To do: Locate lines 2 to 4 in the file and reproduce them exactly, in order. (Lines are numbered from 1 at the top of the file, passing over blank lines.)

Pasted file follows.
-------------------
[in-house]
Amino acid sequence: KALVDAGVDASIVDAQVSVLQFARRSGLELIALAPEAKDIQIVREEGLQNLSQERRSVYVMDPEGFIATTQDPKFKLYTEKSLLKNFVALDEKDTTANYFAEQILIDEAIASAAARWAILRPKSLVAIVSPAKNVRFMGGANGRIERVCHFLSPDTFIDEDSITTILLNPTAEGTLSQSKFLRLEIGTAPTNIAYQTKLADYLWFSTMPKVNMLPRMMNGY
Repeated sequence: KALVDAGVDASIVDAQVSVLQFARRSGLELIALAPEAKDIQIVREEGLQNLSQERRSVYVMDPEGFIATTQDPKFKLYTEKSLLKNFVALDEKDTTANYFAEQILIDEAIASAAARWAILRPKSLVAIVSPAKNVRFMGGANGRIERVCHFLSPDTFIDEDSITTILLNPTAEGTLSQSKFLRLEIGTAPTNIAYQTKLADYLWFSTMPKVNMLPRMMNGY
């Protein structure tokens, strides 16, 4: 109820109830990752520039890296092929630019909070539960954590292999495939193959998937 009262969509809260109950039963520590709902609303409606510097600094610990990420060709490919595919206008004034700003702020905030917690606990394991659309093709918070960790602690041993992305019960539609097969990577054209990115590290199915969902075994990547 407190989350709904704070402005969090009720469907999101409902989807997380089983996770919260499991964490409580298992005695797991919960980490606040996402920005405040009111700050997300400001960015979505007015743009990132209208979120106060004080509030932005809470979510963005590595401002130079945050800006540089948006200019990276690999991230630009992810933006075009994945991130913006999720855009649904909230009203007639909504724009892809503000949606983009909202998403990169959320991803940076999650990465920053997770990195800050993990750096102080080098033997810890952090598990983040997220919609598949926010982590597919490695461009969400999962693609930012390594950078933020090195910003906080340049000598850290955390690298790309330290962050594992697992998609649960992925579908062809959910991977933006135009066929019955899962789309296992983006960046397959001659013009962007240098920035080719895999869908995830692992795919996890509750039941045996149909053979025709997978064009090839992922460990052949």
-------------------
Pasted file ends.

Amino acid sequence: KALVDAGVDASIVDAQVSVLQFARRSGLELIALAPEAKDIQIVREEGLQNLSQERRSVYVMDPEGFIATTQDPKFKLYTEKSLLKNFVALDEKDTTANYFAEQILIDEAIASAAARWAILRPKSLVAIVSPAKNVRFMGGANGRIERVCHFLSPDTFIDEDSITTILLNPTAEGTLSQSKFLRLEIGTAPTNIAYQTKLADYLWFSTMPKVNMLPRMMNGY
Repeated sequence: KALVDAGVDASIVDAQVSVLQFARRSGLELIALAPEAKDIQIVREEGLQNLSQERRSVYVMDPEGFIATTQDPKFKLYTEKSLLKNFVALDEKDTTANYFAEQILIDEAIASAAARWAILRPKSLVAIVSPAKNVRFMGGANGRIERVCHFLSPDTFIDEDSITTILLNPTAEGTLSQSKFLRLEIGTAPTNIAYQTKLADYLWFSTMPKVNMLPRMMNGY
């Protein structure tokens, strides 16, 4: 109820109830990752520039890296092929630019909070539960954590292999495939193959998937 009262969509809260109950039963520590709902609303409606510097600094610990990420060709490919595919206008004034700003702020905030917690606990394991659309093709918070960790602690041993992305019960539609097969990577054209990115590290199915969902075994990547 407190989350709904704070402005969090009720469907999101409902989807997380089983996770919260499991964490409580298992005695797991919960980490606040996402920005405040009111700050997300400001960015979505007015743009990132209208979120106060004080509030932005809470979510963005590595401002130079945050800006540089948006200019990276690999991230630009992810933006075009994945991130913006999720855009649904909230009203007639909504724009892809503000949606983009909202998403990169959320991803940076999650990465920053997770990195800050993990750096102080080098033997810890952090598990983040997220919609598949926010982590597919490695461009969400999962693609930012390594950078933020090195910003906080340049000598850290955390690298790309330290962050594992697992998609649960992925579908062809959910991977933006135009066929019955899962789309296992983006960046397959001659013009962007240098920035080719895999869908995830692992795919996890509750039941045996149909053979025709997978064009090839992922460990052949």